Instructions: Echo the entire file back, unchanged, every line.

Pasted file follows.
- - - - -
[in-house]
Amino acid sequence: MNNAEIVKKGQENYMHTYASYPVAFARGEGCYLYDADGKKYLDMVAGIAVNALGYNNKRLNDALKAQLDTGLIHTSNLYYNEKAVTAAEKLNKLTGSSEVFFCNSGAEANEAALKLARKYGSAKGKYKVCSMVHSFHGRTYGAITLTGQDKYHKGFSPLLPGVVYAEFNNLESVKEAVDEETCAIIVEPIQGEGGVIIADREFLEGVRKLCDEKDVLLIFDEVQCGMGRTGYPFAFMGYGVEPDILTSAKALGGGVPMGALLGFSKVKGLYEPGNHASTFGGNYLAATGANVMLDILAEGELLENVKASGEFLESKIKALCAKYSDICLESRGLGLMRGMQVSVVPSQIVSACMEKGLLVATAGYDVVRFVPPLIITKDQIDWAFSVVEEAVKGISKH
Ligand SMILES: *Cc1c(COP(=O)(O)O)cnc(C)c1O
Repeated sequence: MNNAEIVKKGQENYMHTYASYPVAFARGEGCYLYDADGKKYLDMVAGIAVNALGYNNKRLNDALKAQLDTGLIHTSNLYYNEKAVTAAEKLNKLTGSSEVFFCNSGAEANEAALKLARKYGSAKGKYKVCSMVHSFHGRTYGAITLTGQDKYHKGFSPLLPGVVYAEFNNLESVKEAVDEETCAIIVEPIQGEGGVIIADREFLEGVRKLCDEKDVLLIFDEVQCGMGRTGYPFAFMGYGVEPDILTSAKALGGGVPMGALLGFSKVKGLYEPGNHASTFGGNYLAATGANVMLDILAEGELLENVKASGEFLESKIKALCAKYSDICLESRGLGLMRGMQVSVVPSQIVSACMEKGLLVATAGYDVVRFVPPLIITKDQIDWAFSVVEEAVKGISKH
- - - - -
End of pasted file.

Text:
[in-house]
Amino acid sequence: MNNAEIVKKGQENYMHTYASYPVAFARGEGCYLYDADGKKYLDMVAGIAVNALGYNNKRLNDALKAQLDTGLIHTSNLYYNEKAVTAAEKLNKLTGSSEVFFCNSGAEANEAALKLARKYGSAKGKYKVCSMVHSFHGRTYGAITLTGQDKYHKGFSPLLPGVVYAEFNNLESVKEAVDEETCAIIVEPIQGEGGVIIADREFLEGVRKLCDEKDVLLIFDEVQCGMGRTGYPFAFMGYGVEPDILTSAKALGGGVPMGALLGFSKVKGLYEPGNHASTFGGNYLAATGANVMLDILAEGELLENVKASGEFLESKIKALCAKYSDICLESRGLGLMRGMQVSVVPSQIVSACMEKGLLVATAGYDVVRFVPPLIITKDQIDWAFSVVEEAVKGISKH
Ligand SMILES: *Cc1c(COP(=O)(O)O)cnc(C)c1O
Repeated sequence: MNNAEIVKKGQENYMHTYASYPVAFARGEGCYLYDADGKKYLDMVAGIAVNALGYNNKRLNDALKAQLDTGLIHTSNLYYNEKAVTAAEKLNKLTGSSEVFFCNSGAEANEAALKLARKYGSAKGKYKVCSMVHSFHGRTYGAITLTGQDKYHKGFSPLLPGVVYAEFNNLESVKEAVDEETCAIIVEPIQGEGGVIIADREFLEGVRKLCDEKDVLLIFDEVQCGMGRTGYPFAFMGYGVEPDILTSAKALGGGVPMGALLGFSKVKGLYEPGNHASTFGGNYLAATGANVMLDILAEGELLENVKASGEFLESKIKALCAKYSDICLESRGLGLMRGMQVSVVPSQIVSACMEKGLLVATAGYDVVRFVPPLIITKDQIDWAFSVVEEAVKGISKH